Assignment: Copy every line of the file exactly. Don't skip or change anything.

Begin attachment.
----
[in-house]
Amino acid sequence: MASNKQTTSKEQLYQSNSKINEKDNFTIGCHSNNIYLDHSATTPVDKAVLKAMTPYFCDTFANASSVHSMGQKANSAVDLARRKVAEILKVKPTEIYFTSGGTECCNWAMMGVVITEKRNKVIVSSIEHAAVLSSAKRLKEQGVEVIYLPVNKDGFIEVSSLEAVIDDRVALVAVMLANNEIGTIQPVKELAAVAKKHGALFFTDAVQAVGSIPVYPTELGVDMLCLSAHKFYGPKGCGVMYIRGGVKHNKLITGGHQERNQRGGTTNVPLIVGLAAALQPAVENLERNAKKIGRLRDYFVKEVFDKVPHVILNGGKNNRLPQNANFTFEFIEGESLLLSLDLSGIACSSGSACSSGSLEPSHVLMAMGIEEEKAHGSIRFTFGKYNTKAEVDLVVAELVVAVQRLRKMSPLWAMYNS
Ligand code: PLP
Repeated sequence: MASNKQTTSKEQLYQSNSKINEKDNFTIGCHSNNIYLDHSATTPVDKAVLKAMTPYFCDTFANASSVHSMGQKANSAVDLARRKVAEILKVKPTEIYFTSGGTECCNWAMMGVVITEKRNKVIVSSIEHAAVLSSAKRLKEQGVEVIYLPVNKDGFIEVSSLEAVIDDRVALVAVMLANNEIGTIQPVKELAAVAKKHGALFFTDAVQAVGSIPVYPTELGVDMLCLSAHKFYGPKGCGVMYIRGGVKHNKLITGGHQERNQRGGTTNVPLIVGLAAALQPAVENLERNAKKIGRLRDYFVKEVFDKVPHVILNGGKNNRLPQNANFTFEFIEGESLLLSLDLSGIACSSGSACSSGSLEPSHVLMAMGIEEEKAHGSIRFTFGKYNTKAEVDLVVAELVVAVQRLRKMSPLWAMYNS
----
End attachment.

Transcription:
[in-house]
Amino acid sequence: MASNKQTTSKEQLYQSNSKINEKDNFTIGCHSNNIYLDHSATTPVDKAVLKAMTPYFCDTFANASSVHSMGQKANSAVDLARRKVAEILKVKPTEIYFTSGGTECCNWAMMGVVITEKRNKVIVSSIEHAAVLSSAKRLKEQGVEVIYLPVNKDGFIEVSSLEAVIDDRVALVAVMLANNEIGTIQPVKELAAVAKKHGALFFTDAVQAVGSIPVYPTELGVDMLCLSAHKFYGPKGCGVMYIRGGVKHNKLITGGHQERNQRGGTTNVPLIVGLAAALQPAVENLERNAKKIGRLRDYFVKEVFDKVPHVILNGGKNNRLPQNANFTFEFIEGESLLLSLDLSGIACSSGSACSSGSLEPSHVLMAMGIEEEKAHGSIRFTFGKYNTKAEVDLVVAELVVAVQRLRKMSPLWAMYNS
Ligand code: PLP
Repeated sequence: MASNKQTTSKEQLYQSNSKINEKDNFTIGCHSNNIYLDHSATTPVDKAVLKAMTPYFCDTFANASSVHSMGQKANSAVDLARRKVAEILKVKPTEIYFTSGGTECCNWAMMGVVITEKRNKVIVSSIEHAAVLSSAKRLKEQGVEVIYLPVNKDGFIEVSSLEAVIDDRVALVAVMLANNEIGTIQPVKELAAVAKKHGALFFTDAVQAVGSIPVYPTELGVDMLCLSAHKFYGPKGCGVMYIRGGVKHNKLITGGHQERNQRGGTTNVPLIVGLAAALQPAVENLERNAKKIGRLRDYFVKEVFDKVPHVILNGGKNNRLPQNANFTFEFIEGESLLLSLDLSGIACSSGSACSSGSLEPSHVLMAMGIEEEKAHGSIRFTFGKYNTKAEVDLVVAELVVAVQRLRKMSPLWAMYNS